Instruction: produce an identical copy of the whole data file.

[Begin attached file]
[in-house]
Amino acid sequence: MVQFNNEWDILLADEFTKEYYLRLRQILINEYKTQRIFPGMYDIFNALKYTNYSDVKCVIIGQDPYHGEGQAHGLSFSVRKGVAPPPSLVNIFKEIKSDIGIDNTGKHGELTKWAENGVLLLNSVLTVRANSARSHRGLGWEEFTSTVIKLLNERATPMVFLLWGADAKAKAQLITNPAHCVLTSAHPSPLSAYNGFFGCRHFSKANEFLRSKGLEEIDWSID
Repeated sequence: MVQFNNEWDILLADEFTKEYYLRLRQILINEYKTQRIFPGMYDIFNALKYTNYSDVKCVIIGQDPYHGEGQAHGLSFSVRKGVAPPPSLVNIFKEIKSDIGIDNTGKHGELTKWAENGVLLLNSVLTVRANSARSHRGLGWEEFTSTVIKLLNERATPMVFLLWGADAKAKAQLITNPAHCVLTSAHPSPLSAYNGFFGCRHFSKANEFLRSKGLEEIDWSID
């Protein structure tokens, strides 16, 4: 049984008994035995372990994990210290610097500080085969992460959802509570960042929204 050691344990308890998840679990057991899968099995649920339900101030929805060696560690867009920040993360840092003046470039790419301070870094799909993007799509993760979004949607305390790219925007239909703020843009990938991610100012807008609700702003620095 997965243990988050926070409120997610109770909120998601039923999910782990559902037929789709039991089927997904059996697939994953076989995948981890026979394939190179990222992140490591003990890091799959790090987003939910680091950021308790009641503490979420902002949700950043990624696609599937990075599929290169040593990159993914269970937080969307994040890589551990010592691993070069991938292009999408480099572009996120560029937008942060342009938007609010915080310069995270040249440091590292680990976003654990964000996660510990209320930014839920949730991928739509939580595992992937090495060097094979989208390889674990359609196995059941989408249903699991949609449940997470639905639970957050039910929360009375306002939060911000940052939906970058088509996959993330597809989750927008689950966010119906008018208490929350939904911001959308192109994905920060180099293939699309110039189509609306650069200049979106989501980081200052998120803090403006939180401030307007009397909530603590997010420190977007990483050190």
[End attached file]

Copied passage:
[in-house]
Amino acid sequence: MVQFNNEWDILLADEFTKEYYLRLRQILINEYKTQRIFPGMYDIFNALKYTNYSDVKCVIIGQDPYHGEGQAHGLSFSVRKGVAPPPSLVNIFKEIKSDIGIDNTGKHGELTKWAENGVLLLNSVLTVRANSARSHRGLGWEEFTSTVIKLLNERATPMVFLLWGADAKAKAQLITNPAHCVLTSAHPSPLSAYNGFFGCRHFSKANEFLRSKGLEEIDWSID
Repeated sequence: MVQFNNEWDILLADEFTKEYYLRLRQILINEYKTQRIFPGMYDIFNALKYTNYSDVKCVIIGQDPYHGEGQAHGLSFSVRKGVAPPPSLVNIFKEIKSDIGIDNTGKHGELTKWAENGVLLLNSVLTVRANSARSHRGLGWEEFTSTVIKLLNERATPMVFLLWGADAKAKAQLITNPAHCVLTSAHPSPLSAYNGFFGCRHFSKANEFLRSKGLEEIDWSID
């Protein structure tokens, strides 16, 4: 049984008994035995372990994990210290610097500080085969992460959802509570960042929204 050691344990308890998840679990057991899968099995649920339900101030929805060696560690867009920040993360840092003046470039790419301070870094799909993007799509993760979004949607305390790219925007239909703020843009990938991610100012807008609700702003620095 997965243990988050926070409120997610109770909120998601039923999910782990559902037929789709039991089927997904059996697939994953076989995948981890026979394939190179990222992140490591003990890091799959790090987003939910680091950021308790009641503490979420902002949700950043990624696609599937990075599929290169040593990159993914269970937080969307994040890589551990010592691993070069991938292009999408480099572009996120560029937008942060342009938007609010915080310069995270040249440091590292680990976003654990964000996660510990209320930014839920949730991928739509939580595992992937090495060097094979989208390889674990359609196995059941989408249903699991949609449940997470639905639970957050039910929360009375306002939060911000940052939906970058088509996959993330597809989750927008689950966010119906008018208490929350939904911001959308192109994905920060180099293939699309110039189509609306650069200049979106989501980081200052998120803090403006939180401030307007009397909530603590997010420190977007990483050190």